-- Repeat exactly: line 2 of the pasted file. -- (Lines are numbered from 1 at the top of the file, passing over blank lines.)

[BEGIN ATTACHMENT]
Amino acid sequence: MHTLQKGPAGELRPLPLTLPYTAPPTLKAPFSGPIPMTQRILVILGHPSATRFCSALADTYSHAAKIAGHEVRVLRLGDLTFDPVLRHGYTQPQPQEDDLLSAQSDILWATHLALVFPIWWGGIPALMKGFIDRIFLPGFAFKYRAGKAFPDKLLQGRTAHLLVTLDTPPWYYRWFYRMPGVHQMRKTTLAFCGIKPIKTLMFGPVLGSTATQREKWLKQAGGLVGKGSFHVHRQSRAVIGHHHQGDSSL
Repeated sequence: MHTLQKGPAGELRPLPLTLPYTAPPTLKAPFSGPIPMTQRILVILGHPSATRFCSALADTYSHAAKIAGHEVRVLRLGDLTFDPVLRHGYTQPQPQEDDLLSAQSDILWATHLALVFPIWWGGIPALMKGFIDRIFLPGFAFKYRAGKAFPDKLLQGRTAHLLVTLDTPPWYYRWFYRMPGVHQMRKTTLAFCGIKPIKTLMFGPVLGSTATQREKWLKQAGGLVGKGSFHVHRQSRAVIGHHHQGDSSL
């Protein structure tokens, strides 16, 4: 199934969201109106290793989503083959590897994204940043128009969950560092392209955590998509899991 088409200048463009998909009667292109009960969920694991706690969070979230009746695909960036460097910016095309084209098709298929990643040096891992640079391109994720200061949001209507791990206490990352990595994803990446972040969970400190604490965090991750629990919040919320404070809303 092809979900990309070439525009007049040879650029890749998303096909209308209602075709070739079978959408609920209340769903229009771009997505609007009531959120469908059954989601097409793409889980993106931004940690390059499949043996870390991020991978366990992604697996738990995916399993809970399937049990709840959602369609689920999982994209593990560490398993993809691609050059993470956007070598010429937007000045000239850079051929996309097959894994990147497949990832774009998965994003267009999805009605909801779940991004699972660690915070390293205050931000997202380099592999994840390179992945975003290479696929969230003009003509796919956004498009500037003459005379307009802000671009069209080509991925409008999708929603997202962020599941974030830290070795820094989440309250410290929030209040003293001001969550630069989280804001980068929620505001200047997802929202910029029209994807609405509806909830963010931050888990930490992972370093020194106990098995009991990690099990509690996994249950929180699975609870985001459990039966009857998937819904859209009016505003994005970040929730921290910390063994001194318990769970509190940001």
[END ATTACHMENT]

Repeated sequence: MHTLQKGPAGELRPLPLTLPYTAPPTLKAPFSGPIPMTQRILVILGHPSATRFCSALADTYSHAAKIAGHEVRVLRLGDLTFDPVLRHGYTQPQPQEDDLLSAQSDILWATHLALVFPIWWGGIPALMKGFIDRIFLPGFAFKYRAGKAFPDKLLQGRTAHLLVTLDTPPWYYRWFYRMPGVHQMRKTTLAFCGIKPIKTLMFGPVLGSTATQREKWLKQAGGLVGKGSFHVHRQSRAVIGHHHQGDSSL